Team: Kingsley, White, Newlands, Yenson, Hitch, Ryder, Thompson, Sugden, Bevan, Fletcher, Roberts
On 17th February 1906, Rangers had drawn the derby match at Brentford 2-2 and the following week took on Norwich City at the Agricultural Showground in Park Royal. The Sporting Life reported on the game two days later:
‘There was a decidedly Rangers-cum-Luton element about the Norwich City team which visited Park Royal on Saturday, under the guardianship of Mr John Bowman, the former secretary of the Royalists, and the crowd accorded a hearty reception to their old favourite.
The Rangers showed their regard for the ability of the visitors by playing their best team, and there was a natural desire on the part of the locals to avenge that 4 to nil defeat at Norwich earlier in the season.
The ground was in a heavy condition, with plenty of mud and water, and the players found it difficult to keep their feet.
The visitors started off in great style, and Kingsley had to be on his best behaviour in the home goal. The Rangers soon retaliated, and Williams had to deal with one or two awkward shots, Bevan getting very close on one occasion.
The vigorous play caused the retirement of Thompson, the Rangers’ right-winger, owing to injury, but he returned after a few minutes rest.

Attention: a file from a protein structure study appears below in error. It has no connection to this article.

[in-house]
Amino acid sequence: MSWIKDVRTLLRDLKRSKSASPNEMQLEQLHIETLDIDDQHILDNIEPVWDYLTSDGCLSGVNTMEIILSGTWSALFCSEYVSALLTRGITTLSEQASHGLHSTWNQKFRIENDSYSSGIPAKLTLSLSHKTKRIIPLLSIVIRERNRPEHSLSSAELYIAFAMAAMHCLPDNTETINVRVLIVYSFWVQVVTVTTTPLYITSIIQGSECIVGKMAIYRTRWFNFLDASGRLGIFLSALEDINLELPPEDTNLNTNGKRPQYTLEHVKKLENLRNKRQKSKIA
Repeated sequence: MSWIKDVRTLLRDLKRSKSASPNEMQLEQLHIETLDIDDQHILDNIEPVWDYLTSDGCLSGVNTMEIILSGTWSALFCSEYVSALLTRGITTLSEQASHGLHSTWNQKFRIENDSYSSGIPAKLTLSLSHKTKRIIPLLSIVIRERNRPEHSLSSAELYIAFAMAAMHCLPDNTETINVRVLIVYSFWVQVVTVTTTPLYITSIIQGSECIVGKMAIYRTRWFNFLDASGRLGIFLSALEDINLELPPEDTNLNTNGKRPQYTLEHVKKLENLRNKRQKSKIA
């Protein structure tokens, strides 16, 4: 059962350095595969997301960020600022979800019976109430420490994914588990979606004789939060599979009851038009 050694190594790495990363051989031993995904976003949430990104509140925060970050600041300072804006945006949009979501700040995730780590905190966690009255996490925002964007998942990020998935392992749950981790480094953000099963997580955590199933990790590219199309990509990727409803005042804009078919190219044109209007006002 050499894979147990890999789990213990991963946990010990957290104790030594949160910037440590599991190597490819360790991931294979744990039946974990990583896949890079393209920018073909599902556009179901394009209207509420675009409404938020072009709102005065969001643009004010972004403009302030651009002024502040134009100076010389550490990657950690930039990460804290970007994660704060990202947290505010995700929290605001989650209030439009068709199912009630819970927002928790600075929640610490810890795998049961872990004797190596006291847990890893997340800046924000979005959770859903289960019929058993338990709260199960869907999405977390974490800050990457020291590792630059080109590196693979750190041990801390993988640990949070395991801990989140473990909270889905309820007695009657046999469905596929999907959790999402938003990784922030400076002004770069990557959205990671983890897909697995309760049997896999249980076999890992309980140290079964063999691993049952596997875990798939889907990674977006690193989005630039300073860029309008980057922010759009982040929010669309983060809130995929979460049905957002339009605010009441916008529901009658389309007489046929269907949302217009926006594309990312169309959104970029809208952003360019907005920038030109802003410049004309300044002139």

The Norwich wing men showed a great turn of speed, and Kingsley found himself in difficulties with one long shot by Brown.
Indeed, the East Anglians might have scored had Ronaldson been able to preserve his equilibrium when in front of the goal, but this was no easy matter on a treacherous turf.
Bevan also came to grief in a collision with one of the visiting backs, but he, too, was able to resume.
The chief feature of the game was the strong defence on both sides, White and Hitch for the Rangers, and McEwen and Archer for the Canaries, giving a sound display.
Neither side availed itself of the opportunities, which presented themselves, and in this respect the visitors were the principal defaulters, so that at the interval nothing had been scored.
The defence again triumphed over the attack in the second half, and in consequence there was a lot of uninteresting play.
However, the Rangers revived, and endeavoured to secure the lead, which compelled Norwich to act chiefly on the defensive, but the pressure only served to show up their strength in this department.
Once it looked as if a goal was inevitable, for Williams, the visiting custodian, caught a hot shot from Sugden, and was then allured out of the goal, but Thompson failed to put to good use the opening, which presented itself.
Norwich had more of a look-in subsequently, but the attacks on either side were unsuccessful, and at the finish the teams were still on an equality, no goals having been recorded.’
Rangers travelled to Plymouth for their next Southern League fixture and the match finished 1-1.
Matt Kingsley had won an England cap whilst at Newcastle but was sacked by West Ham in 1904 after starting a riot! Rangers signed him in 1905 and he went on to make 20 Southern League appearances.
(My thanks to Colin Woodley for his assistance)